Dare-to-wear acting prime minister opts for pink gumboots at Fieldays
Pink gumboots were the giveaway as acting Prime Minister Paula Bennett did her best to fit in with the rural crowd at Fieldays.
Bennett went against prime ministerial instructions to wear the traditional footwear of Red Band gumboots on a rainy start to Fieldays at Mystery Creek.
The Deputy Prime Minister is standing in for Prime Minister Bill English who was unable to attend because he's overseas for the Pacific Mission. Before departing he told his deputy the Fieldays was a big event on the rural calendar and gave her some advice on rural etiquette for the main address.
Bennett admitted that it had been probably been 20 years since she last "touched a cow".
For the most part though she gave the rural crowd what they wanted to hear at the opening ceremony on Wednesday.
"This Government is backing agriculture because it is the backbone of New Zealand."
She praised farmers for the resilience of a primary industry sector that "just gets on with the job", despite drought, flooding and tough challenges this season.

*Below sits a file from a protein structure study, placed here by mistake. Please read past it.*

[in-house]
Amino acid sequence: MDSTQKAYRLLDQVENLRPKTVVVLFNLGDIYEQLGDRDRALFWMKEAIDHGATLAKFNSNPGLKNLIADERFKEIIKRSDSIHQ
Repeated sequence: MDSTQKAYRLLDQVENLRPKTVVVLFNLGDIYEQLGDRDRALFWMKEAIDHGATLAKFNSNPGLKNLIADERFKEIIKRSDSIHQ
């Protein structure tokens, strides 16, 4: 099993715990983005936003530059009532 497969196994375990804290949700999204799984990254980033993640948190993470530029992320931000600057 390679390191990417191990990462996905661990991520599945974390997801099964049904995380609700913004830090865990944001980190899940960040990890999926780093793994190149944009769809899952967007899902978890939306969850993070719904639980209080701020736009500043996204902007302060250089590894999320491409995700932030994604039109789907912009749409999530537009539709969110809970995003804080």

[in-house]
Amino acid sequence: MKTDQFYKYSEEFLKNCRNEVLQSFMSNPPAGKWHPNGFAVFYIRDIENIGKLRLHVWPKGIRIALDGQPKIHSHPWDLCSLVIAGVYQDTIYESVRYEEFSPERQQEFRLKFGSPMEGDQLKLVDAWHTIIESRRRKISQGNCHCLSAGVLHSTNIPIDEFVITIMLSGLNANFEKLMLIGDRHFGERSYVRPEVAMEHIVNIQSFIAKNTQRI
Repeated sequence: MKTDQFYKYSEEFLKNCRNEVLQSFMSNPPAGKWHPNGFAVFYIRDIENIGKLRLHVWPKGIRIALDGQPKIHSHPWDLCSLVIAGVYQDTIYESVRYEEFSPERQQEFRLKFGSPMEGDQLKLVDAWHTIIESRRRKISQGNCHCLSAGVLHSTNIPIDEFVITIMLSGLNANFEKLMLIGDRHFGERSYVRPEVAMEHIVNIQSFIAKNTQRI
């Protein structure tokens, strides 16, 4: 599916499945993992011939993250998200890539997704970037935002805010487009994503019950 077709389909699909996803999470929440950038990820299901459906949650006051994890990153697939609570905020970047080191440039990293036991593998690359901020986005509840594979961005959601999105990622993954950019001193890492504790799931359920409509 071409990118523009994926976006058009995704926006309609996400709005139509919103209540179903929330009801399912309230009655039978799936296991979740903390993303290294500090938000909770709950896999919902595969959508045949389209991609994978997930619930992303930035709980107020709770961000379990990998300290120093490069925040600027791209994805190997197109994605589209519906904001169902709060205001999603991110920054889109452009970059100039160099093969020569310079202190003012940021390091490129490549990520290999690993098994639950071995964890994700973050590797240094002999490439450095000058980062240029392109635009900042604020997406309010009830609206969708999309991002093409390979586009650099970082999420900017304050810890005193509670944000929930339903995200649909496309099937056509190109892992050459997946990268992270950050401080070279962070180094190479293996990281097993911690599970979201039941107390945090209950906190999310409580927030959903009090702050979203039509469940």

"We ride the good times with you and equally ride the hard times."
Export revenue was expected to grow $38 billion this year and jump 10 per cent to $41b next year.
Bennet said the growth was contributing to farming needing more workers.
Trade doors were being opened up as had been seen with sheepmeat exports to Iran and more chilled meat access to China.
Bennett acknowledged the challenges in front of farmers.
She said the Government had resisted bringing farming into the Emissions Trading Scheme until technology had advanced enough to assist them. Nor would an "ignorant" cow quota be introduced.
Farmers had to keep on telling the good stories about fencing streams and lowering stock rates to reduce greenhouse gases and nitrate losses, she said.
At the opening ceremony Bennett launched the industry-led Dairy Action Plan to reduce farm biological emissions.